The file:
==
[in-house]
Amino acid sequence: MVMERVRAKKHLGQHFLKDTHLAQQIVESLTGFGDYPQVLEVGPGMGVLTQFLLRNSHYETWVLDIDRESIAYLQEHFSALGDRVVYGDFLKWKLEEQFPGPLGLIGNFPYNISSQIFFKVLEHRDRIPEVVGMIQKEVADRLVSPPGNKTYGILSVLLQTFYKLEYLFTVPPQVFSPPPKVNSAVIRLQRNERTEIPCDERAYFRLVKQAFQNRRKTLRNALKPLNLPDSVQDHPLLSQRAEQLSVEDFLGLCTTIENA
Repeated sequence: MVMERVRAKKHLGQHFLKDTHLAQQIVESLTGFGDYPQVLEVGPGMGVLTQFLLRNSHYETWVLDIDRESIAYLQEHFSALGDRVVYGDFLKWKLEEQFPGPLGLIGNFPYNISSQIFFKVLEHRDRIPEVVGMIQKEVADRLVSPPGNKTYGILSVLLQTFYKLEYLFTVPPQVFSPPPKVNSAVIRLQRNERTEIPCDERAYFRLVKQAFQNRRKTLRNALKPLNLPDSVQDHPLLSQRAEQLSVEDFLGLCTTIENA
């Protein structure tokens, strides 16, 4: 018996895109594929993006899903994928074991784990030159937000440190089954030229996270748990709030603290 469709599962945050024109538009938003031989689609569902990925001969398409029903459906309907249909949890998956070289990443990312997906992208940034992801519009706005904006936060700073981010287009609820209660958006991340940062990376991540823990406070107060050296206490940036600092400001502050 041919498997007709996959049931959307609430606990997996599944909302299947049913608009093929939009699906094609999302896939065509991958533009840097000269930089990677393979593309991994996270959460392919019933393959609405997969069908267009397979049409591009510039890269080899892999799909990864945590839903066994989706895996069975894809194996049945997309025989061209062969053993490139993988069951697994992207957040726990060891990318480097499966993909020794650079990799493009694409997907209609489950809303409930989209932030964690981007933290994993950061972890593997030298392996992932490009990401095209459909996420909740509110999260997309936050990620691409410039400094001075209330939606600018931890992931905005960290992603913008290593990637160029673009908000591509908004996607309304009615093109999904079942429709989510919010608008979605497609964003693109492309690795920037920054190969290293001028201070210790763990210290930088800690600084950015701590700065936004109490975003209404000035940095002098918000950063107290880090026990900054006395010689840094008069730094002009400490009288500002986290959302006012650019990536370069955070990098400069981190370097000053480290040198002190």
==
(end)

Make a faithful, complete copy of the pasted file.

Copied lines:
[in-house]
Amino acid sequence: MVMERVRAKKHLGQHFLKDTHLAQQIVESLTGFGDYPQVLEVGPGMGVLTQFLLRNSHYETWVLDIDRESIAYLQEHFSALGDRVVYGDFLKWKLEEQFPGPLGLIGNFPYNISSQIFFKVLEHRDRIPEVVGMIQKEVADRLVSPPGNKTYGILSVLLQTFYKLEYLFTVPPQVFSPPPKVNSAVIRLQRNERTEIPCDERAYFRLVKQAFQNRRKTLRNALKPLNLPDSVQDHPLLSQRAEQLSVEDFLGLCTTIENA
Repeated sequence: MVMERVRAKKHLGQHFLKDTHLAQQIVESLTGFGDYPQVLEVGPGMGVLTQFLLRNSHYETWVLDIDRESIAYLQEHFSALGDRVVYGDFLKWKLEEQFPGPLGLIGNFPYNISSQIFFKVLEHRDRIPEVVGMIQKEVADRLVSPPGNKTYGILSVLLQTFYKLEYLFTVPPQVFSPPPKVNSAVIRLQRNERTEIPCDERAYFRLVKQAFQNRRKTLRNALKPLNLPDSVQDHPLLSQRAEQLSVEDFLGLCTTIENA
């Protein structure tokens, strides 16, 4: 018996895109594929993006899903994928074991784990030159937000440190089954030229996270748990709030603290 469709599962945050024109538009938003031989689609569902990925001969398409029903459906309907249909949890998956070289990443990312997906992208940034992801519009706005904006936060700073981010287009609820209660958006991340940062990376991540823990406070107060050296206490940036600092400001502050 041919498997007709996959049931959307609430606990997996599944909302299947049913608009093929939009699906094609999302896939065509991958533009840097000269930089990677393979593309991994996270959460392919019933393959609405997969069908267009397979049409591009510039890269080899892999799909990864945590839903066994989706895996069975894809194996049945997309025989061209062969053993490139993988069951697994992207957040726990060891990318480097499966993909020794650079990799493009694409997907209609489950809303409930989209932030964690981007933290994993950061972890593997030298392996992932490009990401095209459909996420909740509110999260997309936050990620691409410039400094001075209330939606600018931890992931905005960290992603913008290593990637160029673009908000591509908004996607309304009615093109999904079942429709989510919010608008979605497609964003693109492309690795920037920054190969290293001028201070210790763990210290930088800690600084950015701590700065936004109490975003209404000035940095002098918000950063107290880090026990900054006395010689840094008069730094002009400490009288500002986290959302006012650019990536370069955070990098400069981190370097000053480290040198002190």